Achieve significantly higher complete response rates with addition of herceptin to chemotherapy
NEW ORLEANS - According to a study conducted at The University of Texas M. D. Anderson Cancer Center, more than twice as many women with early stage, HER-2 positive breast disease who received Herceptin as part of their pre-surgery chemotherapy had their tumors completely disappear compared to like patients who received only chemotherapy.
Presenting the findings at the American Society of Clinical Oncology (ASCO) meeting, Aman Buzdar, M.D., professor in the Department of Breast Medical Oncology at M. D. Anderson, reported that more than 65 percent of early stage, HER-2 positive patients experienced a complete response rate after receiving Herceptin with chemotherapy compared to 26 percent of patients with similar tumor types who received chemotherapy only.
Buzdar said that because the results were so striking, the Phase III trial was halted early after accrual of 42 of the originally planned 164 patients. After reviewing results of 42 patients and finding the overwhelming increase in complete response, Buzdar and his team stopped and revised the trial so that all M. D. Anderson patients newly diagnosed with early stage, HER-2 positive tumors receive Herceptin plus chemotherapy prior to surgery. Had the trial continued and accrued the 164 patients as planned, there was a 95 percent probability that patients receiving the Herceptin would experience similar outcome, he reported.
All the trial participants had surgery after completing chemotherapy alone or chemotherapy with Herceptin. According to Buzdar, even though most of the breast tumors either virtually disappeared or shrank dramatically with the pre-surgery chemotherapy and Herceptin treatment, the breast still had to be treated surgically.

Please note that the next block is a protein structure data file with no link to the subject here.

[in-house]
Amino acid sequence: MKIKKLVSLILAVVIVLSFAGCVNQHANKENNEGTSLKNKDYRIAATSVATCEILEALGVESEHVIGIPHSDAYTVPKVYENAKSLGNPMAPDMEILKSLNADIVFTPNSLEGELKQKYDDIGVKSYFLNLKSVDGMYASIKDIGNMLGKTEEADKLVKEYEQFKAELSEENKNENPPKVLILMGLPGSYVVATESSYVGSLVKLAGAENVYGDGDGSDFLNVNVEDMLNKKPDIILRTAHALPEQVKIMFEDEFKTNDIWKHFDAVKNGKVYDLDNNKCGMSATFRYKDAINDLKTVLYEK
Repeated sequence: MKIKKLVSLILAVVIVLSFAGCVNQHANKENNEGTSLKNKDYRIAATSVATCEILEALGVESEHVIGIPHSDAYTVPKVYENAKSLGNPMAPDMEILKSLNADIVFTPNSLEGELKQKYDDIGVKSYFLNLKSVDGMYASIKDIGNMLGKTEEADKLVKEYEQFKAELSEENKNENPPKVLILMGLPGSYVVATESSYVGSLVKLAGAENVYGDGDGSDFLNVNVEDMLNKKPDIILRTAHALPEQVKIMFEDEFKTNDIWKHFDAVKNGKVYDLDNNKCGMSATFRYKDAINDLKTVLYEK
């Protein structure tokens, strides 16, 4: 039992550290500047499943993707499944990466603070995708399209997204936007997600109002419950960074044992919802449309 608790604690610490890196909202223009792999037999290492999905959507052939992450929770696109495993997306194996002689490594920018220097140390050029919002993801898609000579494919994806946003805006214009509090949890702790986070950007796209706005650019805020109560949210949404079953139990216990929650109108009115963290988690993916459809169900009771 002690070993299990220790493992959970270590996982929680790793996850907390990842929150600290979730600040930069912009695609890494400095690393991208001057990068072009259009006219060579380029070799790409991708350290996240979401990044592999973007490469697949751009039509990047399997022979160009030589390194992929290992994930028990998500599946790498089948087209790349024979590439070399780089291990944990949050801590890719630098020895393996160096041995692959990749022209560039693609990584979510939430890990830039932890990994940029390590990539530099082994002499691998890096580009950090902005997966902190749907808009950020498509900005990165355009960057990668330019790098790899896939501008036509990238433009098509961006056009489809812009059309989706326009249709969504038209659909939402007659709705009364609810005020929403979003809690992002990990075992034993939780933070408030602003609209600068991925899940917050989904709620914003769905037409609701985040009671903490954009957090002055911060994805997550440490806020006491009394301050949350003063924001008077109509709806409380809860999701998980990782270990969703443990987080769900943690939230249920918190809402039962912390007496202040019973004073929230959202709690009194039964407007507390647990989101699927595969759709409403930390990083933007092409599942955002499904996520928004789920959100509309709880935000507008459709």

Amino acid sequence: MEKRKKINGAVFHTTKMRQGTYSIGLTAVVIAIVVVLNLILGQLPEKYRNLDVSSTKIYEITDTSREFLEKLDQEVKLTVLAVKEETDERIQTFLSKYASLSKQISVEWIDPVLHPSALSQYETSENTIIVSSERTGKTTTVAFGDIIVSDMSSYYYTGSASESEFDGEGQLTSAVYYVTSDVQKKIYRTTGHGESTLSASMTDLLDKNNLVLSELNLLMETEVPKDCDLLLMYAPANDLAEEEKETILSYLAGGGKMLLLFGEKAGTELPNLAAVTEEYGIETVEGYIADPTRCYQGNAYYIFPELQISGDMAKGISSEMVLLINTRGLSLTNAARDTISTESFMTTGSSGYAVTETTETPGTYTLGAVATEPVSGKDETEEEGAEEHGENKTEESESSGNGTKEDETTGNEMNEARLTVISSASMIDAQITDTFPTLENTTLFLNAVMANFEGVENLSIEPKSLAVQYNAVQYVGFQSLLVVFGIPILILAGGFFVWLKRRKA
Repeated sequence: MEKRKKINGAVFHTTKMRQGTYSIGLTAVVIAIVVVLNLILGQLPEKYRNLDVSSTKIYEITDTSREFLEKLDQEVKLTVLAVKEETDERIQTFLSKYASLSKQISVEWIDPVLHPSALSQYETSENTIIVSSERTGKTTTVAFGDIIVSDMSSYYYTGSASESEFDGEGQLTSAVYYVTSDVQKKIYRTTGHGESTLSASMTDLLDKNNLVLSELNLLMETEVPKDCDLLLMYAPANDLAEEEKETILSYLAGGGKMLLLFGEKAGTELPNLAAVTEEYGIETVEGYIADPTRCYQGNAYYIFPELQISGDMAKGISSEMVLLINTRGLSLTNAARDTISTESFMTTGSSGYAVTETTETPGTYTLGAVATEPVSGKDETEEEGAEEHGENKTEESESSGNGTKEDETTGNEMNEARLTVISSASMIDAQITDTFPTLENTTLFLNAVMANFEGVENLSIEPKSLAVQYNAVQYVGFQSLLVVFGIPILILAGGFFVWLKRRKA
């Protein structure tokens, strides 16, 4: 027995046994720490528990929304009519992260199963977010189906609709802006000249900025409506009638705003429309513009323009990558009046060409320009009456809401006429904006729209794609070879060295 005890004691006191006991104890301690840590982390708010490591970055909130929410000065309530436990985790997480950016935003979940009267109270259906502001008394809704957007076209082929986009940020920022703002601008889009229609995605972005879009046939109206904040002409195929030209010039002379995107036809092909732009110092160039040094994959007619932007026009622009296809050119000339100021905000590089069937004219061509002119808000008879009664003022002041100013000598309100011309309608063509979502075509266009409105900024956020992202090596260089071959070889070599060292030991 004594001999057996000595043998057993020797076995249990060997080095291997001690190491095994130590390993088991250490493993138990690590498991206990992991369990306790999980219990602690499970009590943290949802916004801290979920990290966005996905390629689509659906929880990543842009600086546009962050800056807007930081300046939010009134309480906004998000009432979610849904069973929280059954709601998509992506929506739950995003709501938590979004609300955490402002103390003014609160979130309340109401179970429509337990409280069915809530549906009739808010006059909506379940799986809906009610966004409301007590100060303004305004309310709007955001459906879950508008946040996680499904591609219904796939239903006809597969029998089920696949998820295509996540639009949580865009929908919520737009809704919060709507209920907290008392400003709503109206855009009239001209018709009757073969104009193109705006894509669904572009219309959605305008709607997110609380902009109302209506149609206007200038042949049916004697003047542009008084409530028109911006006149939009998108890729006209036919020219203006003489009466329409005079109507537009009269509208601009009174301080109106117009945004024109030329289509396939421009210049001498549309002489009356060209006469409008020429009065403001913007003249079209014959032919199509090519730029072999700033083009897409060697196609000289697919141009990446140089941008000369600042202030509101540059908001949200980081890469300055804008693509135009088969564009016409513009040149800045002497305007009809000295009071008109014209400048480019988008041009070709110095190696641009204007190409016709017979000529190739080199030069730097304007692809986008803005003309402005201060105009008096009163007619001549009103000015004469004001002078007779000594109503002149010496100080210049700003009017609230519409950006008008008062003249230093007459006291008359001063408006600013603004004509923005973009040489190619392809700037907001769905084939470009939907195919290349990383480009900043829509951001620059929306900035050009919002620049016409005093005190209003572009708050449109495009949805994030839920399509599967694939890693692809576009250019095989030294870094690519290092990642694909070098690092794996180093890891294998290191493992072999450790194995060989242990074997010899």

About 25 percent to 30 percent of all breast cancer patients have tumors that are HER-2 positive, a marker that can signal a poorer prognosis due to increased risk of recurrence and decreased sensitivity to chemotherapy, said Buzdar.
Buzdar said when he and his team began the study more than two years ago, they wanted to go one step beyond previous studies that showed Herceptin plus chemotherapy could extend survival and control disease in patients with advanced or metastatic breast cancer.
"When we started this trial with early stage breast cancer patients, we had hoped to see a 20 percent improvement in complete response, but we actually found a 39 percent improvement with the addition of Herceptin," said Buzdar. "This is a significant stride in treating women with confined breast tumors which have tested positive for the HER-2 gene. In my 30-plus years of clinical research in breast cancer, I believe these are among the most striking results I have seen."
Buzdar said that because of the significant results, the trial's Data Monitoring Committee determined that the trial should be closed so that more patients could take advantage of the superior treatment of chemotherapy combined with Herceptin. Currently, all newly diagnosed patients at M. D. Anderson who have local, HER-2 positive breast disease receive the chemotherapy with Herceptin in advance of their surgery.
Patients enrolled on the study were randomized to four cycles of paclitaxel followed by four cycles of fluorouracil, epirubicin and cyclophosphamide alone or the same regimen with 24 weekly, simultaneous Herceptin treatments. Following the chemotherapy with or without the Herceptin and surgery, patients received appropriate follow-up treatment.
Buzdar reported few major side effects, including heart damage, from the trial. To offset known heart toxicities often attributed to Herceptin, patients received epirubicin as one of the three drugs in the chemotherapy regimen. Epirubicin has been shown to be less toxic to the heart than others. Fevers or neutropenia were experienced by a small percentage of patients, particularly among those on the Herceptin arm of the trial.
Buzdar said the research team would build on the data and experience gained from this trial and develop future trials that will explore results in a larger group of patients and look more closely at the effect the treatment may have on the type of surgery necessary after chemotherapy.
Source: Eurekalert & othersLast reviewed: By John M. Grohol, Psy.D. on 21 Feb 2009
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